NASA showed off a simulated Mars environment this month where four volunteers will live for one year to help the American space agency prepare to send humans to the planet.
The volunteers, who are not astronauts, are expected to enter the environment, called a habitat, in June. It was built at a major research base at NASA’s Johnson Space Center in Houston.
During their stay, crew members will take part in many different activities, NASA said in a statement. This will include taking part in simulated spacewalks, doing robotic work, caring for the habitat, exercising and planting crops.
The 160-square-meter habitat is also designed to recreate environmental pressures that future visitors to Mars could face. Examples of this will be carrying out activities with limited resources, being isolated and experiencing equipment failures, NASA said.
The simulated environment was built using 3D printing technology. 3D printers have been used in recent years to build increasingly large structures, including entire homes.
The Mars habitat is part of a NASA program known as the Crew Health and Performance Exploration Analog (CHAPEA). It is expected to include a total of three simulated environments.
Grace Douglas is the lead researcher of the CHAPEA experiments. She told the French news agency AFP that NASA has been looking at 3D printing technology as a possible way “to build habitats on other planetary or lunar surfaces."
NASA officials are still in the early stages of preparing for a mission to Mars. However, most of the agency's current efforts support upcoming Artemis missions, which aim to return humans to the Moon for the first time in half a century.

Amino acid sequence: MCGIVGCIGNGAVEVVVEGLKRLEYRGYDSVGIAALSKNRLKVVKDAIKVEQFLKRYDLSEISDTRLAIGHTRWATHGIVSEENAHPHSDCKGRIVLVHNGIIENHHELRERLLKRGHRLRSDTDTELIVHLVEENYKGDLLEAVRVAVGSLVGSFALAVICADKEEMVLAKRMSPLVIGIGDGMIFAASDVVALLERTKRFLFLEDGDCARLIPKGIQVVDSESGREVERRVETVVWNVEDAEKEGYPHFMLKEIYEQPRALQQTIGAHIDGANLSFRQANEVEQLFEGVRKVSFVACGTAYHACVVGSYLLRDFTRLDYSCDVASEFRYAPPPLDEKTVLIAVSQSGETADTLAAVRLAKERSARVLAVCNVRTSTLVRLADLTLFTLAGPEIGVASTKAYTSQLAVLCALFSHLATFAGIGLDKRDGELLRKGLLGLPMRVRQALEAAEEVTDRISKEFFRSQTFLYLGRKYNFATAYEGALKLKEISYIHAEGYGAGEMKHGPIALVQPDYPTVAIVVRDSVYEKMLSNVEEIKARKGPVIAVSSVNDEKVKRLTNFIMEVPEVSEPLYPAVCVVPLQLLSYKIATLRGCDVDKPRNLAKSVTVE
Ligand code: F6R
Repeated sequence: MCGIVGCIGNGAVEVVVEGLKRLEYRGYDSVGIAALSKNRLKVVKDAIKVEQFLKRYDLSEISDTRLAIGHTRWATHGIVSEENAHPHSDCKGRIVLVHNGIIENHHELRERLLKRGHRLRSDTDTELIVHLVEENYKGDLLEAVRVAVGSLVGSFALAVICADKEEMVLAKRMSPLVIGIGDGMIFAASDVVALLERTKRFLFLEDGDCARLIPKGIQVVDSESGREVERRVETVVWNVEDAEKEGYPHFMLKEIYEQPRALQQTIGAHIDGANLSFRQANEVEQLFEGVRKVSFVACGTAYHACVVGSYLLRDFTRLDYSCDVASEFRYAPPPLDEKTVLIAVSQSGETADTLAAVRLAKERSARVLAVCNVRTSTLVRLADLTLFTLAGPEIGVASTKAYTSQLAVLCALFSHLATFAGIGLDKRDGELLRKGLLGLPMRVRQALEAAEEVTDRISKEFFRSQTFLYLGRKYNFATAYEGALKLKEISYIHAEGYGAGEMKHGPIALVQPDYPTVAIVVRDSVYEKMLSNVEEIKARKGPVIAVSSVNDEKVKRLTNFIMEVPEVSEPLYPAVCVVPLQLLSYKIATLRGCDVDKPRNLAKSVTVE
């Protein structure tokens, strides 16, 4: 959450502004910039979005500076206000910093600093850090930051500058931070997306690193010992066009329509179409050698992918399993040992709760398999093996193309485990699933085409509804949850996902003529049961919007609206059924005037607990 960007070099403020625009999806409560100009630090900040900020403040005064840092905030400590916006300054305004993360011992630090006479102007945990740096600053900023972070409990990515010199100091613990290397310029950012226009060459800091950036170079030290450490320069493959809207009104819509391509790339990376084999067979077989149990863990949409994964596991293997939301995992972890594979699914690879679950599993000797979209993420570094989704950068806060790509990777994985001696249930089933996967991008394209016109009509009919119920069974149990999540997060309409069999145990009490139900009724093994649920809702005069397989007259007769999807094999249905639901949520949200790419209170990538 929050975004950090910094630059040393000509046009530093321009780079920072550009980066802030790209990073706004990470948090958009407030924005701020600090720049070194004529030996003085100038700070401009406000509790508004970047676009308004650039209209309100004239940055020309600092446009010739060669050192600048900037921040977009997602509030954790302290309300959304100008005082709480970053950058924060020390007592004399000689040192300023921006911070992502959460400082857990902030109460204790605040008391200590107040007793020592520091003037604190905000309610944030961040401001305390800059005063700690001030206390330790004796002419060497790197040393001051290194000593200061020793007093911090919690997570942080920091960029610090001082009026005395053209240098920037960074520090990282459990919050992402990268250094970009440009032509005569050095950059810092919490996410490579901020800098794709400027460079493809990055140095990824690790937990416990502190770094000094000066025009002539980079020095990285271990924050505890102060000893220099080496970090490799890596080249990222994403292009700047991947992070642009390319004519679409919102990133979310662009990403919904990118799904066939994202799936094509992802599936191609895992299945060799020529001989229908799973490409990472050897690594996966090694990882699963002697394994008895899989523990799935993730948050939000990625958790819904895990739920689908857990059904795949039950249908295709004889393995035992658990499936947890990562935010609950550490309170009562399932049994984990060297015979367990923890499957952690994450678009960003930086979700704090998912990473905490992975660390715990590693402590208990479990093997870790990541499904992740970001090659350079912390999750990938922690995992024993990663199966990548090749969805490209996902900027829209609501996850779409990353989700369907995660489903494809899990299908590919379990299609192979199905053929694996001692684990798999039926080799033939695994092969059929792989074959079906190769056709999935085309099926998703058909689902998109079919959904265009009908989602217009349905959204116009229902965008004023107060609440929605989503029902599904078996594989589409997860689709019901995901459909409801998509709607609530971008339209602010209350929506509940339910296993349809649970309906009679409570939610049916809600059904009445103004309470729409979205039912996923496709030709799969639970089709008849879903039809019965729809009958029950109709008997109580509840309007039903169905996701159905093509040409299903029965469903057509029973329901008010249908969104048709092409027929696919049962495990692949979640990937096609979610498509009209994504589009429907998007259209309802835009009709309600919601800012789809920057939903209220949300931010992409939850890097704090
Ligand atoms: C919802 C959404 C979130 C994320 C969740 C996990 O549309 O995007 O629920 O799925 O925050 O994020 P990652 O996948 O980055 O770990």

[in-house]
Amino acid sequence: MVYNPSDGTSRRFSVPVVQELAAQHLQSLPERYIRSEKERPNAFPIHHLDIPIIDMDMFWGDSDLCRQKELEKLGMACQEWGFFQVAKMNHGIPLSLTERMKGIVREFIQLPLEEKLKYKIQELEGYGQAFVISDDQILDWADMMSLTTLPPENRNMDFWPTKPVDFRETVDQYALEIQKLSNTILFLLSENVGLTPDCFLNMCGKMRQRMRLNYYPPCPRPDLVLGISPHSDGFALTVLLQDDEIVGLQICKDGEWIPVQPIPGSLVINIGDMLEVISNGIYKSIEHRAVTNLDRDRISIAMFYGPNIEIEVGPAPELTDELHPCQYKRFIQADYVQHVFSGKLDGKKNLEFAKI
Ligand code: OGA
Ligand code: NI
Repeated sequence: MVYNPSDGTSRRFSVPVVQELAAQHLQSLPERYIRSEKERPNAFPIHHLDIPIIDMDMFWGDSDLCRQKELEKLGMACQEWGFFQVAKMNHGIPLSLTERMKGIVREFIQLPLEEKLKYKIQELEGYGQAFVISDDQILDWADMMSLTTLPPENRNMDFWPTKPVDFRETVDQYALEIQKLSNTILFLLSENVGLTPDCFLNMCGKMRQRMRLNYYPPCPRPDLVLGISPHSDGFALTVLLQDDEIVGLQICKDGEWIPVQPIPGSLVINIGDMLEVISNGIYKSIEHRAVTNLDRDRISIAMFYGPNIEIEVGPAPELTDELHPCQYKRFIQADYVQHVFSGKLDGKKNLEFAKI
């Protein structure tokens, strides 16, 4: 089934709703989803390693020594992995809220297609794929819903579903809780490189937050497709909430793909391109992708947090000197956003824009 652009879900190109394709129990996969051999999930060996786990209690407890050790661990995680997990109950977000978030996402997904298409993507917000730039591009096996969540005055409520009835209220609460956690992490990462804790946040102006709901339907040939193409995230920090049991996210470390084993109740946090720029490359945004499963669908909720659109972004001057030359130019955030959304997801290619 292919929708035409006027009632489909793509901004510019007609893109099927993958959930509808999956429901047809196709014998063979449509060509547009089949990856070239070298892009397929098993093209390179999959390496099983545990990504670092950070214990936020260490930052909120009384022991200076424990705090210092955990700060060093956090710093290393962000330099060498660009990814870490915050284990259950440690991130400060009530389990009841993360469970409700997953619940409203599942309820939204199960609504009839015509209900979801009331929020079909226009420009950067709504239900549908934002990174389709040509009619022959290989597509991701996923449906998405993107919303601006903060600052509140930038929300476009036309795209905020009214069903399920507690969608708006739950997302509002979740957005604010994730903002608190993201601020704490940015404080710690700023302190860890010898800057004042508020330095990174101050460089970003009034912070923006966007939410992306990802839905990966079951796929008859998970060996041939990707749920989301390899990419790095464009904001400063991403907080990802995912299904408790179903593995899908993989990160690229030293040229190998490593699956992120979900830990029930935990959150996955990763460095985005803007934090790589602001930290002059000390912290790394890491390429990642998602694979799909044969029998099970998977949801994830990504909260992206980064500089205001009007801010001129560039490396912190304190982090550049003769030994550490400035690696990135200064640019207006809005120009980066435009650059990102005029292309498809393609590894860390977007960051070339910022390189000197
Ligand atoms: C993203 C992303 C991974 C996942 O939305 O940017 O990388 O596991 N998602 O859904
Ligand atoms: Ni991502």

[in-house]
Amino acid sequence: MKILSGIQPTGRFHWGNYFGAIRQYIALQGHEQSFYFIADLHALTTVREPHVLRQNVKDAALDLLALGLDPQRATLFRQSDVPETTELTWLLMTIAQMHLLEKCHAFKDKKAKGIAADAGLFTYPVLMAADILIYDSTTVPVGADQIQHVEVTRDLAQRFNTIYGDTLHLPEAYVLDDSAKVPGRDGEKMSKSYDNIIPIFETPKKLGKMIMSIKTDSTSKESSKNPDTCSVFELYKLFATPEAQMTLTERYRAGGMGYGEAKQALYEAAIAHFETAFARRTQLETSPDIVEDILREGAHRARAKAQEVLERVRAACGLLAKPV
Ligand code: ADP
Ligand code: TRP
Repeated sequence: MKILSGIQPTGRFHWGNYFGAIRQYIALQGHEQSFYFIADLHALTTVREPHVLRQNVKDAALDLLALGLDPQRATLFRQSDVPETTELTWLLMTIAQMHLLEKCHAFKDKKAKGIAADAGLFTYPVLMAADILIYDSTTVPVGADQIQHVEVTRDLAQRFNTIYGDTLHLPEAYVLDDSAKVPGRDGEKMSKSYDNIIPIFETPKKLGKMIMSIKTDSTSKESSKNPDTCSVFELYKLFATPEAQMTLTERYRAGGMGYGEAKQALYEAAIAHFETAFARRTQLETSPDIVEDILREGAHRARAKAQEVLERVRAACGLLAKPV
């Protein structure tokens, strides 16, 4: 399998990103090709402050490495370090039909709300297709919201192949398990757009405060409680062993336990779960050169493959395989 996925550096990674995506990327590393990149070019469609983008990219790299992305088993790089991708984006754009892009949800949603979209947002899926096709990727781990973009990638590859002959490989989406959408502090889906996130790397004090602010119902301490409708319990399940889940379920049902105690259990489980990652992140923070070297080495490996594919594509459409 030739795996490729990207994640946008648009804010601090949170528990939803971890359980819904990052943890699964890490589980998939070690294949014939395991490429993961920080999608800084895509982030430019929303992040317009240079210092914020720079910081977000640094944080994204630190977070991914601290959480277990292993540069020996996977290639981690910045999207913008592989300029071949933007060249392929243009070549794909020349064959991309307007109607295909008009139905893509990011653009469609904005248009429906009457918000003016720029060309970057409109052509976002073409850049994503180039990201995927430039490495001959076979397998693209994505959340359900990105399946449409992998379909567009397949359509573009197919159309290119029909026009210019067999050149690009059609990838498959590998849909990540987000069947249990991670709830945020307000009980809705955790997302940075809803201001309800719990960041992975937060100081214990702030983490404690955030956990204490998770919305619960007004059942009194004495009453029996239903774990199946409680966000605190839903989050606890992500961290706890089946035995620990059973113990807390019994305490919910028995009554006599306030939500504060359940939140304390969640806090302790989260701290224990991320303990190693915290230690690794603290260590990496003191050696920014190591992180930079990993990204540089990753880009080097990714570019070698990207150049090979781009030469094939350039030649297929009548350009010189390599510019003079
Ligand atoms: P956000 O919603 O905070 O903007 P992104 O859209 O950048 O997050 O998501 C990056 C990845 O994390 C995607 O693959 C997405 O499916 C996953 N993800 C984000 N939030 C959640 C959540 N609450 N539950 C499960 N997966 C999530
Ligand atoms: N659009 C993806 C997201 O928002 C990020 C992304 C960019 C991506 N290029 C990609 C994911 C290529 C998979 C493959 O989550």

While in the habitat, NASA workers will continuously follow the volunteers’ physical and mental health.
With that data, NASA will be better equipped to study how astronauts can learn to use only the resources they have, Douglas said. “We can really start to understand how we're supporting them with what we're providing them,” she said. “And that's going to be really important information to making those critical resource decisions," she added.
The habitat includes an “outdoor” area that simulates the Martian surface and environment. That area, however will still be within the simulated environment.
The volunteers who will take part in the first experiment have not yet been named. NASA says the process of choosing the individuals will follow the same guidelines that are used to choose astronauts. The team members will be expected to have rich backgrounds in science, technology, engineering and math.
In addition, only American citizens or permanent U.S. residents can be chosen. Interested individuals have to be between 30 and 55 years old, in good physical health and have no dietary issues or motion sickness.
Former Canadian astronaut Chris Hadfield told The Associated Press in 2021 that he thinks the requirements show that NASA is looking for people who are close to being astronauts. That, he noted, is a good thing because it will make the experiment better.
A past Russian effort to create a simulated Mars environment, called Mars 500, was not highly successful, Hadfield said. This is because the people involved were too much like everyday people, he added.
For the right person this could be great, Hadfield said. He spent five months in orbit in 2013 at the International Space Station.
“Just think how much you’re going to be able to catch up on Netflix,” Hadfield joked. “If they have a musical instrument there, you could go into there knowing nothing and come out a concert musician, if you want,” he added.
I’m Bryan Lynn.
The Associated Press and Reuters reported this story. Bryan Lynn adapted the reports for VOA Learning English.
Words in This Story
simulate – v. do or make something that behaves or looks like something real but is not
isolate – v. separate someone or something from other people or things
mission – n. a flight by an aircraft or spacecraft to perform a specific task
dietary – n. things related to a person's diet
concert – n. a performance of music and or singing
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